Fast-paced economic growth in strong market cities brings complex and often critical transformations to local communities. In urban cores, gentrification fosters displacement as renters who can’t keep up with prices rising at breakneck speed risk being driven out. Expanding the affordable housing supply seems like a commonsense solution. The question remains as to who will channel enough resources towards building affordable housing in a real estate climate that overwhelmingly favors luxury over necessity. More urgently, as a recent Wall Street Journal article discusses, what is being done to stem the displacement of families in areas where costs have already spiked untenably high?
Gentrification links to displacement in fast-growing metros
As new population and capital shift towards urban cores, affordable apartments convert to market-rate prices and end up ostensibly out of reach for low-income residents. Rising construction costs and the growing demand for rental housing at all price levels means that tax cuts and subsidies no longer act as sufficient financial incentives for developers to venture into affordable projects.
New apartment supply is conspicuously concentrated in the high-end spectrum. According to Yardi Matrix data, only 10% of all buildings with more than 50 units completed in 2017 was subsidized affordable housing. In a core market like Manhattan, luxury units (class A+ to B+ in Yardi Matrix rating system) made up as much as 92% of last year’s supply, and the trend is ongoing.
As median home values rise to incredible highs over a short period of time, they spell displacement for many low-income homeowners as well. In an earlier study on the fastest gentrifying areas in the US, we identified zip codes where prices registered increases as high as 700% between 2010 and 2016.
When neighborhoods gentrify, lower-income residents are more likely to be swept out of housing they currently afford. While some families might have the necessary resources to relocate, moving out can be disruptive on many other levels: it can mean a longer commute to work, loosing valuable neighborhood ties, or having to disrupt children’s schoolyear. Even though partially-affordable housing is increasingly being built in desirable areas, people who get evicted are likely to relocate to a less affluent region, diminishing their already slim chances of upward social mobility.
Preventing displacement through local action — necessary, not sufficient in the long run
Many local responses to gentrification deliver promising solutions based on both community and market involvement. These answers are often intricately rooted in particular contexts, and therefore difficult to turn into blueprints for other cities to follow: the success or failure of local actions depends on markets, public authorities and communities reaching common ground in perfect timing.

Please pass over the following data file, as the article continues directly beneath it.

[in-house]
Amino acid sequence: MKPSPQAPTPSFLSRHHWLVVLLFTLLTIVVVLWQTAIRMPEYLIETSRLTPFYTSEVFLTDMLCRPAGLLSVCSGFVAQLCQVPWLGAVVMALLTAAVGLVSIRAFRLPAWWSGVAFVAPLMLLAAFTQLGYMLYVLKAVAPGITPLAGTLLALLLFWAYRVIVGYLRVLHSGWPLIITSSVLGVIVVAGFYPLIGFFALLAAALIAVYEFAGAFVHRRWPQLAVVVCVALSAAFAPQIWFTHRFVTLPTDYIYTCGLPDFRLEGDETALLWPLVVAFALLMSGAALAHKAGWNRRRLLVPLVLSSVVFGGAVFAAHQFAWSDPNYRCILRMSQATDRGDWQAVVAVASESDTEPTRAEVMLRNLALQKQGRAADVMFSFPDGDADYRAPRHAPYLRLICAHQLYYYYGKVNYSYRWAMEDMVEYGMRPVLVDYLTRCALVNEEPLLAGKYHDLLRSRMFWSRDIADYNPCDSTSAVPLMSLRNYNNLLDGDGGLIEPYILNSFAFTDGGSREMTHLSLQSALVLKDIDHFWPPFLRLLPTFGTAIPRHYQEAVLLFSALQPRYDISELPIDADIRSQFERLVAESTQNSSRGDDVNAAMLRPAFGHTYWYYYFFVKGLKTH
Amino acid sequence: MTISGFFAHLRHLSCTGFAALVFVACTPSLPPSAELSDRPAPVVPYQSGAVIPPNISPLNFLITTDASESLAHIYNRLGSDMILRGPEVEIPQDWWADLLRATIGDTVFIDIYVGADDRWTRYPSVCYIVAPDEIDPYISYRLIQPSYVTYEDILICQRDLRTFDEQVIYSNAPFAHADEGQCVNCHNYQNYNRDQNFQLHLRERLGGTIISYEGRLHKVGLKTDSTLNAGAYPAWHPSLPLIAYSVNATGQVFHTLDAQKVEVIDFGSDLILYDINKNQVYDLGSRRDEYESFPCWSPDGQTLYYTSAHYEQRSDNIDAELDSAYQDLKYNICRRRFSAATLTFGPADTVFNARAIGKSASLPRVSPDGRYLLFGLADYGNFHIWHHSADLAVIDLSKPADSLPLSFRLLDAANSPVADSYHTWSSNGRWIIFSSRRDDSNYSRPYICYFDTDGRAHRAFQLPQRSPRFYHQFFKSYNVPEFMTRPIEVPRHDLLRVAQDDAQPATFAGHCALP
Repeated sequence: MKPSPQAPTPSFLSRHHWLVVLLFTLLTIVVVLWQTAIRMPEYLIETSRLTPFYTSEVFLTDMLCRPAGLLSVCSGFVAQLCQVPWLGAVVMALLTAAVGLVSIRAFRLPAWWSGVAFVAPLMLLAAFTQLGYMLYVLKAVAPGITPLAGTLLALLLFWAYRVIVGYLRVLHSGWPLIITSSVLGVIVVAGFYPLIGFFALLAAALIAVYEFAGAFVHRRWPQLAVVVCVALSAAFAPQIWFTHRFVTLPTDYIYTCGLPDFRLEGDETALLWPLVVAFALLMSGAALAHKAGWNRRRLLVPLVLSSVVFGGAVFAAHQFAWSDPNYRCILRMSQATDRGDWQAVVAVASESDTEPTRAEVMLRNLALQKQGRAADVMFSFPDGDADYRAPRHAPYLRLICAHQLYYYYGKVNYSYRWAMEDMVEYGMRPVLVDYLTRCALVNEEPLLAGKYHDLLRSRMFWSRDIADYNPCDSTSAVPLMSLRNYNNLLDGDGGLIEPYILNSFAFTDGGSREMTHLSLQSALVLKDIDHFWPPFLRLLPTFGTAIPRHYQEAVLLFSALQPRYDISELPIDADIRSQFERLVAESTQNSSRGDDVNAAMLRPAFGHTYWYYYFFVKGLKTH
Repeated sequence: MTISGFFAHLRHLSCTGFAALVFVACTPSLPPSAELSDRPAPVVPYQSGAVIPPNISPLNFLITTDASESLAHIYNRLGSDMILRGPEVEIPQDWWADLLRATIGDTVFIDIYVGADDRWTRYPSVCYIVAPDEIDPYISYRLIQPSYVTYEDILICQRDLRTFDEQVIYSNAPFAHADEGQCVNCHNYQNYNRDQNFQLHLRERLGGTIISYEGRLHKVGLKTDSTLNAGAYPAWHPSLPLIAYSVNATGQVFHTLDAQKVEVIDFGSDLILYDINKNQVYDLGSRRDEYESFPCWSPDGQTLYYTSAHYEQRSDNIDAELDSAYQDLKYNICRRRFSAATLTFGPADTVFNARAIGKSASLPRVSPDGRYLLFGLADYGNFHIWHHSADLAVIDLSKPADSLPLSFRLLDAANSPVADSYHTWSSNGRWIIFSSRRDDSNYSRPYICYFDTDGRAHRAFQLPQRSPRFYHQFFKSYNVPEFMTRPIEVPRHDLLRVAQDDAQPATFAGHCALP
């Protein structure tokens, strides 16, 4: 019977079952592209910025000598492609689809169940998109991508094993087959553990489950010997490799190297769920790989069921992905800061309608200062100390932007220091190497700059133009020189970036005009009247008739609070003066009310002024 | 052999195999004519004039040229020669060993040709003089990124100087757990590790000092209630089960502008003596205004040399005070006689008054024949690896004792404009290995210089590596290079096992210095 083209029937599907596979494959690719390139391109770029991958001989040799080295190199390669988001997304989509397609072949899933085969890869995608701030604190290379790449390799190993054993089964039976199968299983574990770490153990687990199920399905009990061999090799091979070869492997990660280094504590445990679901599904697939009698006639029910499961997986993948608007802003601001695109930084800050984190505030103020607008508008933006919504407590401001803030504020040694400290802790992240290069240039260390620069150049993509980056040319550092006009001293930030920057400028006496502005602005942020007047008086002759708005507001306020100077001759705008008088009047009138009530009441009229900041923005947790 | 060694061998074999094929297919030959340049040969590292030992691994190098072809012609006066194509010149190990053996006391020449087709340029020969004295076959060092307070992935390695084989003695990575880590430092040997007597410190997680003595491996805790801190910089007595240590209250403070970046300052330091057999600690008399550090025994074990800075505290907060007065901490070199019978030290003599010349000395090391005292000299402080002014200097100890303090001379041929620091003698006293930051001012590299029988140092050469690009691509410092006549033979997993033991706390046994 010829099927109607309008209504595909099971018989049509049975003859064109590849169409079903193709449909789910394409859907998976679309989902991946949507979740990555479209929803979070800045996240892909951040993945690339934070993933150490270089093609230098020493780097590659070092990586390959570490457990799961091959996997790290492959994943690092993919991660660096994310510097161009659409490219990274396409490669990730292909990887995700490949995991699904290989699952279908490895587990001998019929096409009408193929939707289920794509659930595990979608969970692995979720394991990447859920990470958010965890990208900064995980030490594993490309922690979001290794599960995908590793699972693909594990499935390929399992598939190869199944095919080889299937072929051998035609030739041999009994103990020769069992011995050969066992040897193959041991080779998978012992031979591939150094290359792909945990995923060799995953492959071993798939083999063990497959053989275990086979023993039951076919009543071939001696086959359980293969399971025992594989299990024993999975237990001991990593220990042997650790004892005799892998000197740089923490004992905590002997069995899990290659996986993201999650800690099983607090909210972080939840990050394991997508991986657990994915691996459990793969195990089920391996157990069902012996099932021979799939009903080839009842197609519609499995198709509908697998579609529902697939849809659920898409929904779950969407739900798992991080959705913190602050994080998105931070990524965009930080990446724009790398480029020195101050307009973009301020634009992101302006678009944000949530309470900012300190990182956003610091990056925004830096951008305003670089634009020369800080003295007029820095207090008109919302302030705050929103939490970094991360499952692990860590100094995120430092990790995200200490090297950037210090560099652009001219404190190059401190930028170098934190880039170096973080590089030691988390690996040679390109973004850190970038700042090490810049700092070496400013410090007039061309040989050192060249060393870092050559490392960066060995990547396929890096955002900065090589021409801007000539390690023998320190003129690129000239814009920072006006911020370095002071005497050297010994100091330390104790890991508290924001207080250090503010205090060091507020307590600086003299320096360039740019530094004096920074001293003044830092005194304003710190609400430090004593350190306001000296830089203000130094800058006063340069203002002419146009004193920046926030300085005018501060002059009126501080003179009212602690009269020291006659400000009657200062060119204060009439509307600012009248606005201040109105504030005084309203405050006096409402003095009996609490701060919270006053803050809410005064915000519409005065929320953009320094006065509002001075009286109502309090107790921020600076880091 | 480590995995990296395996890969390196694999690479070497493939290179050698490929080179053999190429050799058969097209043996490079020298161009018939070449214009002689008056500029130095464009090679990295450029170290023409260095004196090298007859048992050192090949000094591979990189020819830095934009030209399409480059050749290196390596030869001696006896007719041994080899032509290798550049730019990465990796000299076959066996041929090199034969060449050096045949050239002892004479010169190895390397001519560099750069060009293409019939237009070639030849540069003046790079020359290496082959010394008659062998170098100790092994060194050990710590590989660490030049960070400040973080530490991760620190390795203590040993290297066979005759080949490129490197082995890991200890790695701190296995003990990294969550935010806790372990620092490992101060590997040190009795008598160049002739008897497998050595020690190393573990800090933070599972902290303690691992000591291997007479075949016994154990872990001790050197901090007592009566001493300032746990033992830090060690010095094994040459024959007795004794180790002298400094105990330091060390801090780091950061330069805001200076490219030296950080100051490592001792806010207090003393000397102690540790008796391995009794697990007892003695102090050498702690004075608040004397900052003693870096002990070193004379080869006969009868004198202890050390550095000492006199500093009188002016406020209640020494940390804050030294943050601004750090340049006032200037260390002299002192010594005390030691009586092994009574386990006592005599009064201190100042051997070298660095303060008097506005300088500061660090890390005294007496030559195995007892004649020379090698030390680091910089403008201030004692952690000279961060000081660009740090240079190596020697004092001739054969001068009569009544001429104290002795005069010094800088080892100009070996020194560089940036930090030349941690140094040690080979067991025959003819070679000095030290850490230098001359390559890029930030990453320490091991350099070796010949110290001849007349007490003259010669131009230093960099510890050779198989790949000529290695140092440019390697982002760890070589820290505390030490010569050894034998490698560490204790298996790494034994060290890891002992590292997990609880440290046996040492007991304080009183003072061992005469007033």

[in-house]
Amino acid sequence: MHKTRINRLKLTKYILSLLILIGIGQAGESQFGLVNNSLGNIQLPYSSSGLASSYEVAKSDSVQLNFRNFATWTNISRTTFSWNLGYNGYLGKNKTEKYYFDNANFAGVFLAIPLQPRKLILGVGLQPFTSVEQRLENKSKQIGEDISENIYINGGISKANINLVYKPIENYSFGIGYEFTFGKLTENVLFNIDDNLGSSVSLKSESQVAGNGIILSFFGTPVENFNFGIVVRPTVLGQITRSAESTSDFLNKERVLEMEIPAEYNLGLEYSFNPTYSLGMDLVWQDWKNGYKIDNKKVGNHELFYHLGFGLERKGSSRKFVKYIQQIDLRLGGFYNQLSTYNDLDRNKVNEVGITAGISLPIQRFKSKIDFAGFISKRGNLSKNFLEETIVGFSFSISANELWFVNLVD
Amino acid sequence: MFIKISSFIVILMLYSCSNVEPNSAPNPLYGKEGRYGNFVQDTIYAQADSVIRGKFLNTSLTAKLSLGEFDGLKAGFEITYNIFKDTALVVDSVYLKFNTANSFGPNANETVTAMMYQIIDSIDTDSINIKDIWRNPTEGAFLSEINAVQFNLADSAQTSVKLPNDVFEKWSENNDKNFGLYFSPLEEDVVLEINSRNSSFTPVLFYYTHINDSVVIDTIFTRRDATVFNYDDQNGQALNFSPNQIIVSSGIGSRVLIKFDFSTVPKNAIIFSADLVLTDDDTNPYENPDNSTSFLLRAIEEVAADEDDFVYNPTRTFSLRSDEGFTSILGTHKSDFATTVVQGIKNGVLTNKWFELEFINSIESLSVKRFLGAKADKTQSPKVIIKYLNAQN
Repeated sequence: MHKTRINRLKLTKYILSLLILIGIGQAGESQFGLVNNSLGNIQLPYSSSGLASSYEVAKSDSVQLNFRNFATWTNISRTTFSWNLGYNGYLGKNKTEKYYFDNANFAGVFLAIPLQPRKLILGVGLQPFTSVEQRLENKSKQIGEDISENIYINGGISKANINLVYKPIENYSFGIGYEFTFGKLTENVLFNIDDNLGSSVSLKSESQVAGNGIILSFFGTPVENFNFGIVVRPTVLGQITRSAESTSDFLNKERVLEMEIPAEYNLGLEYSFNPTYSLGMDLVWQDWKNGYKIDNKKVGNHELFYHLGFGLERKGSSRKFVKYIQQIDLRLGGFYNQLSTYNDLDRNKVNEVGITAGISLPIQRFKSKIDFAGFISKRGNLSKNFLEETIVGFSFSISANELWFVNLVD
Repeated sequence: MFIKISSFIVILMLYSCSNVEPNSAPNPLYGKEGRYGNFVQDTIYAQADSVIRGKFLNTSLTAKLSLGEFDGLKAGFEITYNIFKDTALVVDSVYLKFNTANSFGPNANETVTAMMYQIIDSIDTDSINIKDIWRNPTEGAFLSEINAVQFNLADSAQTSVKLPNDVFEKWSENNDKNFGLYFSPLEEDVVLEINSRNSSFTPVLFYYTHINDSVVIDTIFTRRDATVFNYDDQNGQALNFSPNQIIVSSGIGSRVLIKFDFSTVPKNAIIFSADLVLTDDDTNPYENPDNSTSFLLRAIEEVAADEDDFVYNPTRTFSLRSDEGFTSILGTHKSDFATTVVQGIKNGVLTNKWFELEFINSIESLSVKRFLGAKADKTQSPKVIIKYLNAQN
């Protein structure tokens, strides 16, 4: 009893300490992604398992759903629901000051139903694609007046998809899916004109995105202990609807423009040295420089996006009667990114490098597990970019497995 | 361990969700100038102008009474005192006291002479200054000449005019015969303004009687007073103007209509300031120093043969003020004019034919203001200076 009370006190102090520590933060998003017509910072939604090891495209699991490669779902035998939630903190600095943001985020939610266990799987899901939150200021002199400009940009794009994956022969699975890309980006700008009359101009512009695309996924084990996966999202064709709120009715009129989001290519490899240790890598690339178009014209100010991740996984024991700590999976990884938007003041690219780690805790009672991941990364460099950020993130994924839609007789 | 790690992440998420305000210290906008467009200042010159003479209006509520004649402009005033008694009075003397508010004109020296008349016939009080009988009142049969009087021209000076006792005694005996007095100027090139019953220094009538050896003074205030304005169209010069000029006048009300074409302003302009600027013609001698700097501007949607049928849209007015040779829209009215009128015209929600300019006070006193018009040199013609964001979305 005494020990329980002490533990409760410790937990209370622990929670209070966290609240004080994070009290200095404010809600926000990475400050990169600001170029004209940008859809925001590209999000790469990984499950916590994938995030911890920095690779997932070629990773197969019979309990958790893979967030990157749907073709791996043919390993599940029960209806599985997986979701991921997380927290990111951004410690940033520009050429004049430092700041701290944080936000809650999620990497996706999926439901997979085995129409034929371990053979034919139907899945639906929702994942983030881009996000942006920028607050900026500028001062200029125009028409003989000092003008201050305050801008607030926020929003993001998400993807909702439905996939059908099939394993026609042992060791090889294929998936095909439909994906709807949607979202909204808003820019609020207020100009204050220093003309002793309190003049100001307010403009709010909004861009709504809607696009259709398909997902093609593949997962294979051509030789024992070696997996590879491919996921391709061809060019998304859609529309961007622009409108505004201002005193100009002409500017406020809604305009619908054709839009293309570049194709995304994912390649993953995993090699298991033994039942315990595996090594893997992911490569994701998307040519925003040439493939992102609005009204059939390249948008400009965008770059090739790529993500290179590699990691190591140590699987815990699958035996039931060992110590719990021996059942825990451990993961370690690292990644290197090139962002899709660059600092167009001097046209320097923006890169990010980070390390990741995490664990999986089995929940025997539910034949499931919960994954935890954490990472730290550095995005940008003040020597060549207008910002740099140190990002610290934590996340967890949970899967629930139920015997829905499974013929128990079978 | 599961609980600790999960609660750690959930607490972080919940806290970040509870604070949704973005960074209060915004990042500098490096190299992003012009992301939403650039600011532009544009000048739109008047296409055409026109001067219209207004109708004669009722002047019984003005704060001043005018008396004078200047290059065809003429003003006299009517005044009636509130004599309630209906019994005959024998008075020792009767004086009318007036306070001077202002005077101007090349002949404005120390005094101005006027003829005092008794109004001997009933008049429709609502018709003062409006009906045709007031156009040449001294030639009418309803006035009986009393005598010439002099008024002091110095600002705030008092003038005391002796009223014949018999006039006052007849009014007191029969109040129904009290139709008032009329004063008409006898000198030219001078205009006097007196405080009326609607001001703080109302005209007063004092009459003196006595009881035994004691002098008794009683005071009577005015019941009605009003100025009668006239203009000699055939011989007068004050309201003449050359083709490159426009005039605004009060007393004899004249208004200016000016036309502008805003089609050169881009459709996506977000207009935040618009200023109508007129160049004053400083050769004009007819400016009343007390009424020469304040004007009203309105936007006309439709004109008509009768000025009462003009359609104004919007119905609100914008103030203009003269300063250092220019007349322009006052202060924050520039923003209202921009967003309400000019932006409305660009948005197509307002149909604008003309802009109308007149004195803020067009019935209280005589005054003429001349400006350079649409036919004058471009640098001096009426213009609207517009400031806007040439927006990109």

In Philadelphia, for example, the city council passed a policy which allows long-term residents to cap property-tax increases if the value of their homes triples throughout the year. Portland is trying to make amends to previously displaced residents by giving them preference for newly-built affordable housing. In East New York rezoning brings the promise of new affordable housing, but residents are rightfully skeptical: the new units could end up being more expensive than what they currently afford.
Based in San Francisco, the Mission Economic Development Agency (MEDA) is on the lookout for units that house low-income residents in areas bound to experience extreme price hikes. Their aim is to purchase these buildings and continue renting them out at affordable prices. This type of intervention relies heavily on strong relationships between NGO representatives, property owners (who might otherwise sell their building to for-profit developers for a better price) and tenants (who have to agree to the new ownership status of their building). The challenge for agencies such as MEDA is to strike a perfect balance between providing affordable housing and racing against for-profit developers in a very competitive market.
Acting beyond short-term strategies: affordable housing in the long-run
Many argue that as long as the affordable sector remains undersupplied, most efforts will be channeled towards redistributing what is left of an already small and diminishing inventory. In some cities, voices demanding more substantial solutions to the housing crisis are already pushing for broader transformative measures.
As The Nation reports, some community groups, housing nonprofits and Local Council members in Austin are pushing for City Officials to approve a housing bond initiative. If voted by local residents, the bond would provide substantial funding for creating new affordable units and financing upgrades to public housing. To finance new affordable housing and assistance for homeless people in the near future, the City Council in Seattle has recently passed a tax on the city’s largest employers, aiming to raise $47 million per year over the next 5 years.
Growing public concern about housing affordability has helped spark these initiatives. Time will tell if they can be sustained in the long-run and serve as models for city-based affordable housing development in the future.